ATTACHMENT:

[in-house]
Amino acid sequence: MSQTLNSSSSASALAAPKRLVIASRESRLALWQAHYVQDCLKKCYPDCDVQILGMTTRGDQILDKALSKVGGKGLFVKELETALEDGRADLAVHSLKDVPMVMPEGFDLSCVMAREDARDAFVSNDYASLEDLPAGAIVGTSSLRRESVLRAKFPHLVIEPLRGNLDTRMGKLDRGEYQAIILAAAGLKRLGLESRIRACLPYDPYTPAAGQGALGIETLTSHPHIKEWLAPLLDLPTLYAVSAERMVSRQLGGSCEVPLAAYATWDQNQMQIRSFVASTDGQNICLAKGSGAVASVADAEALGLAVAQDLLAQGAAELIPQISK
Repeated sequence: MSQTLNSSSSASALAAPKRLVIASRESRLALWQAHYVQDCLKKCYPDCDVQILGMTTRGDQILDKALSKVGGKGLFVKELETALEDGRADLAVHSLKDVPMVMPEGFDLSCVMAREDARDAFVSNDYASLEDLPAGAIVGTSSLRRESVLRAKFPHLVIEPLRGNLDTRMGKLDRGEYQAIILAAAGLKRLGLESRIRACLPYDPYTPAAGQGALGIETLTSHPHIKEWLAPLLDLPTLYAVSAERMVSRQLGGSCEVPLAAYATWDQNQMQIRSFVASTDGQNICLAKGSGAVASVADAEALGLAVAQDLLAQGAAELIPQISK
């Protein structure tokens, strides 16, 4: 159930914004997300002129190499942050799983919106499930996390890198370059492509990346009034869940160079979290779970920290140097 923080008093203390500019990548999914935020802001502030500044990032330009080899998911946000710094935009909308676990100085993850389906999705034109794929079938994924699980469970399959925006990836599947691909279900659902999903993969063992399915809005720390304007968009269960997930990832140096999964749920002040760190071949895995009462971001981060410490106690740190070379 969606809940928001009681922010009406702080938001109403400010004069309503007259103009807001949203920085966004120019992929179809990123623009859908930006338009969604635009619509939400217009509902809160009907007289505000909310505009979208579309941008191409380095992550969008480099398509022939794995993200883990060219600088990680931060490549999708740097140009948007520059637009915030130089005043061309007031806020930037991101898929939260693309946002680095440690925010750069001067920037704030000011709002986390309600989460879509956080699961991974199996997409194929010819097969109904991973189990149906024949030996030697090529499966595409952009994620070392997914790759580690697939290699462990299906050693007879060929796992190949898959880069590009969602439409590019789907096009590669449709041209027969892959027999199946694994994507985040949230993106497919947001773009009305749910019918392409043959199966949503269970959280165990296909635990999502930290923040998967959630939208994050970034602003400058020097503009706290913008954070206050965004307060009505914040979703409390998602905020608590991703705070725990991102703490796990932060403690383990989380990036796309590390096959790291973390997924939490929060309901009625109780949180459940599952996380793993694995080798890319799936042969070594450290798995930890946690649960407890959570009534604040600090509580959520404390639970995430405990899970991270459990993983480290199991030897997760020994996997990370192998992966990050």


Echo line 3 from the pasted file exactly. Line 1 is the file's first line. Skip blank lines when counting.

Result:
Repeated sequence: MSQTLNSSSSASALAAPKRLVIASRESRLALWQAHYVQDCLKKCYPDCDVQILGMTTRGDQILDKALSKVGGKGLFVKELETALEDGRADLAVHSLKDVPMVMPEGFDLSCVMAREDARDAFVSNDYASLEDLPAGAIVGTSSLRRESVLRAKFPHLVIEPLRGNLDTRMGKLDRGEYQAIILAAAGLKRLGLESRIRACLPYDPYTPAAGQGALGIETLTSHPHIKEWLAPLLDLPTLYAVSAERMVSRQLGGSCEVPLAAYATWDQNQMQIRSFVASTDGQNICLAKGSGAVASVADAEALGLAVAQDLLAQGAAELIPQISK